Interior Minister, outdoor activities at work description
Finding Sally Jewell in the office of Washington, DC is hard to find.
She has been the secretary of the Ministry of the Interior for more than a year, and she spent most of her time on the scene. The head of the federal agency oversees about 400 national parks and nearly 300 million acres of federal land, which is inevitable.
Recently, Jewel has been at the forefront of the government’s efforts to raise awareness of the threat of climate change.
During a recent visit to Jamestown, Virginia, part of the first successful British Colony and Colonial National Historic Park, Jewel witnessed the damage caused by high water levels in recent storms to historical sites and artifacts.
Jamestown is already low-lying, and in recent years a few feet of coastline have disappeared.
“We consider the economic impact of storms and sea level rise and what we feel in climate change,” Jewel said. “I don’t think we always think about the impact on our history and culture, and our definition as a nation. In Jamestown, all of this really blends together.”
Jewell is a decoration 58. As you might expect, there are people who can hike, climb, kayaking, and once again run the equipment retailer REI. Her extensive business experience, including banking and energy experience, makes her unusual in the Obama administration.
Sitting at the picnic table outside the Jamestown Visitor Center, she said that operating the cabinet department is a little different from running a business.
“There are some fundamental differences between government and the private sector. I know a lot more today than I did a year ago.”
One of the fundamental differences, Jewel said, is taking risks. In business, even if you fail, you will be rewarded for taking risks. She said that this is not the case in the government.
“In the government, try new things. If you make a mistake, you will take drugs in front of some kind of congressional hearing. People will say, ‘Why are you taking this risk?’ So, in order to convince your team they need Thinking in different ways, they need to take risks, which is usually a reward they have never received.”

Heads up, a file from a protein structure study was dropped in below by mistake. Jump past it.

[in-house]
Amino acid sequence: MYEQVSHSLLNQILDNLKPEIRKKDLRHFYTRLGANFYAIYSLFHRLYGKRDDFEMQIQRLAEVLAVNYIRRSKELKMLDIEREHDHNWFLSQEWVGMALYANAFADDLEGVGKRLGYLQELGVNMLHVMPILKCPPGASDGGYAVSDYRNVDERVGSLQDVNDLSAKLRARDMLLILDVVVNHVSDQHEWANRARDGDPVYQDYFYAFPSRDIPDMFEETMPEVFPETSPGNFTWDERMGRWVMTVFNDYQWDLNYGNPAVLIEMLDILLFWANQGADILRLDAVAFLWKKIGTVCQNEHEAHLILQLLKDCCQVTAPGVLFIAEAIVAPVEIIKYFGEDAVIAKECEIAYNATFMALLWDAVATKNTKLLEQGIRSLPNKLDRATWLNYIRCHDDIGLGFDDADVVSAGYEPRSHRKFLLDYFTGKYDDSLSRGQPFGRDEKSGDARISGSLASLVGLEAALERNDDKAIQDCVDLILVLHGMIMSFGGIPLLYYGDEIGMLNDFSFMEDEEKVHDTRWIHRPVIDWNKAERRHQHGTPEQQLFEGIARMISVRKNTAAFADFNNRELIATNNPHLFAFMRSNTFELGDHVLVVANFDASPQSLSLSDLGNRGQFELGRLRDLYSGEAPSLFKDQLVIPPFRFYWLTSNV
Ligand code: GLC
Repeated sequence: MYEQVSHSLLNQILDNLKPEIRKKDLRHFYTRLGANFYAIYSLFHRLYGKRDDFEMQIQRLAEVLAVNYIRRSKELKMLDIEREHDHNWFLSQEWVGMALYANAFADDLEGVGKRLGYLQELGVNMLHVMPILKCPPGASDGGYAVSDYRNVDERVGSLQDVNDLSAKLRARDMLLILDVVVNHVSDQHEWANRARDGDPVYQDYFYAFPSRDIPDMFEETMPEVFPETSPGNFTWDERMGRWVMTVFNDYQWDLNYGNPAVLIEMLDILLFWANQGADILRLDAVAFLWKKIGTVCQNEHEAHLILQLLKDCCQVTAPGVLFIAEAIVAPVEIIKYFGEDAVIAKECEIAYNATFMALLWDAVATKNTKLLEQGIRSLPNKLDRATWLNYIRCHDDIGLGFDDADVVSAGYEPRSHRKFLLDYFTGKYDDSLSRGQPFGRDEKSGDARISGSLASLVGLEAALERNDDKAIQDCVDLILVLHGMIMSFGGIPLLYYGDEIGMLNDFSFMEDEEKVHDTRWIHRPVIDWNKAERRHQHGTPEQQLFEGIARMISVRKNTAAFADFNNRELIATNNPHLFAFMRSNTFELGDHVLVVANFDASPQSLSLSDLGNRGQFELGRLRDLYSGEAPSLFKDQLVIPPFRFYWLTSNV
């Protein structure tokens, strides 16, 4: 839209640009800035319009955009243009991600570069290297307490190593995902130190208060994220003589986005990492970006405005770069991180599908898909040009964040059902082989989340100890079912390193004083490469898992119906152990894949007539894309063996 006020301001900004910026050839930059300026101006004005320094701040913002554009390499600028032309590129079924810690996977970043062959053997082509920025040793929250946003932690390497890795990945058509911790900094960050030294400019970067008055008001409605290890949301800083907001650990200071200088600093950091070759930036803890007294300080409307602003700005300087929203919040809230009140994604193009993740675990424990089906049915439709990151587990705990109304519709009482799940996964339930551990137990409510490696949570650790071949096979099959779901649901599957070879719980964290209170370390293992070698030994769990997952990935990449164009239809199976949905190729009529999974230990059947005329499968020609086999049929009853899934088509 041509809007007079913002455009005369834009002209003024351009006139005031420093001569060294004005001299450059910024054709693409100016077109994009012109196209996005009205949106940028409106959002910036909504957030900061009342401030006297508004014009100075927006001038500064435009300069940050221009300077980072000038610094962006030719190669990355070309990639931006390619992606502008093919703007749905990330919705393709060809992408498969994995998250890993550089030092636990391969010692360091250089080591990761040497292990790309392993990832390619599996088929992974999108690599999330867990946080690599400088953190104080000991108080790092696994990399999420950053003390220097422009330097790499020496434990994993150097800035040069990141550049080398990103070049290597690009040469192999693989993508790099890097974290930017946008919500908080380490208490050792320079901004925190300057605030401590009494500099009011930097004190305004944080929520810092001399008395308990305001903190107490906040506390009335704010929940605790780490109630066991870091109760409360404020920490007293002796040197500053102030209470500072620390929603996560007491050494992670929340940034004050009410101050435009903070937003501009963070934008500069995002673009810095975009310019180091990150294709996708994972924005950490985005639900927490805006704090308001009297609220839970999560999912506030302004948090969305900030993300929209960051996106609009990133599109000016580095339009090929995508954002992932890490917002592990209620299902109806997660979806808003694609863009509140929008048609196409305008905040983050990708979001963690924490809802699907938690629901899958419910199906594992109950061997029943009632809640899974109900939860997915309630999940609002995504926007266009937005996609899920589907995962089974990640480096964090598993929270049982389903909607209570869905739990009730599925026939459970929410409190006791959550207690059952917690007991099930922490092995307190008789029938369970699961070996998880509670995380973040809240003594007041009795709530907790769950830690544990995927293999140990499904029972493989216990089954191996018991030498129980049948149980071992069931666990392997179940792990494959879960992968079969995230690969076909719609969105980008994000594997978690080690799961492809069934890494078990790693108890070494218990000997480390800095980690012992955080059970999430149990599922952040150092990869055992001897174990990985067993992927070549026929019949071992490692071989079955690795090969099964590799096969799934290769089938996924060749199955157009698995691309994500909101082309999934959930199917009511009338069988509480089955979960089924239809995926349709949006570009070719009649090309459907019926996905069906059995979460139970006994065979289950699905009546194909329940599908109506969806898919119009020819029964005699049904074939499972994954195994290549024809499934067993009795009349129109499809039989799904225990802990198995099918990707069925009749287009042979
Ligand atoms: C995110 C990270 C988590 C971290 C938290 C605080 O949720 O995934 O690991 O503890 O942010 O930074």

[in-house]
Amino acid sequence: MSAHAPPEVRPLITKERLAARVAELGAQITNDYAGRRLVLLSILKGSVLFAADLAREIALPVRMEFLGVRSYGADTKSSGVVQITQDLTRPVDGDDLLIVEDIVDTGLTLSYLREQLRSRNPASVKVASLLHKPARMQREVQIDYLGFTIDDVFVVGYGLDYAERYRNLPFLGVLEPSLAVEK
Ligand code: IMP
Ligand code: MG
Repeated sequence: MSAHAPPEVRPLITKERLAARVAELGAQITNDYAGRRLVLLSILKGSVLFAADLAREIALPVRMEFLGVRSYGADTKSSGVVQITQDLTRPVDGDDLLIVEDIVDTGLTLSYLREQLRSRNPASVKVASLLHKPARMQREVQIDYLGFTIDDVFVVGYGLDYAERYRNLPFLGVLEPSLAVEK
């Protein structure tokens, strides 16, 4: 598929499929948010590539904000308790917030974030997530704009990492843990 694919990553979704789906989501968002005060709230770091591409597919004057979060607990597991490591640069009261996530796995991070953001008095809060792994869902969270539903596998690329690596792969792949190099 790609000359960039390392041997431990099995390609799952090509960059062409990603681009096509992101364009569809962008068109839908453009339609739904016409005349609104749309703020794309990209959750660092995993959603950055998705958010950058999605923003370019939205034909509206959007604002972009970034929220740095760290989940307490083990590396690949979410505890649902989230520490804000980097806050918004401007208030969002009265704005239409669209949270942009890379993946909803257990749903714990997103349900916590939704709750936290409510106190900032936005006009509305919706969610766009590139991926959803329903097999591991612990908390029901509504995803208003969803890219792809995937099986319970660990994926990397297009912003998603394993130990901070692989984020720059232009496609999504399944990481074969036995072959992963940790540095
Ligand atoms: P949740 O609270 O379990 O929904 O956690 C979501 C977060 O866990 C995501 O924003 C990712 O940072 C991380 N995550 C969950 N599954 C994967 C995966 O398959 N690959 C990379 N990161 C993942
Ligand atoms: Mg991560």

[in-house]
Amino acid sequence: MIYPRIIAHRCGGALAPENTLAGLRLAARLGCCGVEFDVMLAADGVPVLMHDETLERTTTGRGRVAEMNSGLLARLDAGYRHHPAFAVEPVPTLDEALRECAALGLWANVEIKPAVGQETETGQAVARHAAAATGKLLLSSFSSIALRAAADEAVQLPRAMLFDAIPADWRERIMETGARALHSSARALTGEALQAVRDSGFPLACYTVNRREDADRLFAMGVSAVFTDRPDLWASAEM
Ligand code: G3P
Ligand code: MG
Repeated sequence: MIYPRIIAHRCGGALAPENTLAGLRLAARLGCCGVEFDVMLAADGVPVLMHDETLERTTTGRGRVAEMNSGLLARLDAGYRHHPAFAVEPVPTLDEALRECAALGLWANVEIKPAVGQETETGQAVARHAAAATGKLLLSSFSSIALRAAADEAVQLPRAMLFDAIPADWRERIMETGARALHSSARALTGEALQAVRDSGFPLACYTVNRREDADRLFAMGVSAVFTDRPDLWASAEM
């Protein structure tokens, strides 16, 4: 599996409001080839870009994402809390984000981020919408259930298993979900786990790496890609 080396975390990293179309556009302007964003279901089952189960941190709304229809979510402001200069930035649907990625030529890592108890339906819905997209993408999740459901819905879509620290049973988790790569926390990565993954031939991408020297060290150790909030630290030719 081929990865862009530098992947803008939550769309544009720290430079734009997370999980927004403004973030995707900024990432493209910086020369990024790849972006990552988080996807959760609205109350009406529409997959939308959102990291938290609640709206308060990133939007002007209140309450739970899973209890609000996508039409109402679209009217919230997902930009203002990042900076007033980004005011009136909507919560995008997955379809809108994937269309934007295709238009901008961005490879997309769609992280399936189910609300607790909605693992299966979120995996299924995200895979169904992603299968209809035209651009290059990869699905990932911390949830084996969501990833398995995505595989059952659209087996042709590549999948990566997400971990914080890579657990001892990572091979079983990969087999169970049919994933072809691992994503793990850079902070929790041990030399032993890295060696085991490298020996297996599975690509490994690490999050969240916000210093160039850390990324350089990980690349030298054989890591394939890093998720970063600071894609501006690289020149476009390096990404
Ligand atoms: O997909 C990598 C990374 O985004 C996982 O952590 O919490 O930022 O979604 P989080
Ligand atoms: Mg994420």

Jewel said one of the risks that encouraged her department to work with the private sector was to attract young people to the outdoors.
“The rewards are extraordinary,” Jewel said. “It is providing these young people with a map of potential future careers they have never heard of, places they have never known before, because they plant trees or work they do, they will always be connected.”
Another sense of frustration in Jewel revolves around complaints that Washington often hears – the Senate confirms the freezing pace of the program. In her four-year tenure, Jewel said that most of her assistant secretary positions were “changing” and that there were no deputies from July to the end of February. Then she said that the nomination was unanimously affirmed. “So this is not controversial; it is dysfunctional.”
The Ministry of the Interior has a wide range of responsibilities, including managing the 300 million acres of federal land. This spring, the agency’s Land Administration was involved in a highly politicized incident when he refused to pay for grazing fees and tried to remove Nevada’s rancher Cliven Bundy’s cattle from federal land.
It led to armed confrontation between Bondi supporters and federal law enforcement agencies. Jewel defended BLM’s activities.
“For those who openly and deliberately don’t pay for grazing, it destroys the law-abiding nature of other ranchers,” she said. “We can’t represent it. We won’t support it.”
It is not clear how the government will respond to the Bondi case in the next step, but Jewel said that her job is to carry out the tasks of the Ministry of the Interior. She said that her previous business experience helped her achieve this, and she found a “very willing” view at the White House